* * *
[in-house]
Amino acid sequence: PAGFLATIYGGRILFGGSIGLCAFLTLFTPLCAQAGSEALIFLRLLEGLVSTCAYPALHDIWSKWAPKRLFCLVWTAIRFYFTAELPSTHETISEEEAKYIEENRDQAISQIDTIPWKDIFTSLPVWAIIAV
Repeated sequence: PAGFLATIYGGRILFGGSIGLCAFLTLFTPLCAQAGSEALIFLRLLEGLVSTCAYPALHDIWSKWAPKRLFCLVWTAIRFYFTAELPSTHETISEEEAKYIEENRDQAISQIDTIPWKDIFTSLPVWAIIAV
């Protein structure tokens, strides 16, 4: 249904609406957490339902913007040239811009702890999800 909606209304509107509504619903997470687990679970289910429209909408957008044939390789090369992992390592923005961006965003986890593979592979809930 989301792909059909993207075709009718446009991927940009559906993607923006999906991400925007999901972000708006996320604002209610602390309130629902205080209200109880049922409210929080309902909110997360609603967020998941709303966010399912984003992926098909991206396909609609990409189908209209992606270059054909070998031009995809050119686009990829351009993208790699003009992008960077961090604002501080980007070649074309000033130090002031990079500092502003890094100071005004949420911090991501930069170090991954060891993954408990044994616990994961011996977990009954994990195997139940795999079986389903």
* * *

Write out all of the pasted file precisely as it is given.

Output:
[in-house]
Amino acid sequence: PAGFLATIYGGRILFGGSIGLCAFLTLFTPLCAQAGSEALIFLRLLEGLVSTCAYPALHDIWSKWAPKRLFCLVWTAIRFYFTAELPSTHETISEEEAKYIEENRDQAISQIDTIPWKDIFTSLPVWAIIAV
Repeated sequence: PAGFLATIYGGRILFGGSIGLCAFLTLFTPLCAQAGSEALIFLRLLEGLVSTCAYPALHDIWSKWAPKRLFCLVWTAIRFYFTAELPSTHETISEEEAKYIEENRDQAISQIDTIPWKDIFTSLPVWAIIAV
């Protein structure tokens, strides 16, 4: 249904609406957490339902913007040239811009702890999800 909606209304509107509504619903997470687990679970289910429209909408957008044939390789090369992992390592923005961006965003986890593979592979809930 989301792909059909993207075709009718446009991927940009559906993607923006999906991400925007999901972000708006996320604002209610602390309130629902205080209200109880049922409210929080309902909110997360609603967020998941709303966010399912984003992926098909991206396909609609990409189908209209992606270059054909070998031009995809050119686009990829351009993208790699003009992008960077961090604002501080980007070649074309000033130090002031990079500092502003890094100071005004949420911090991501930069170090991954060891993954408990044994616990994961011996977990009954994990195997139940795999079986389903």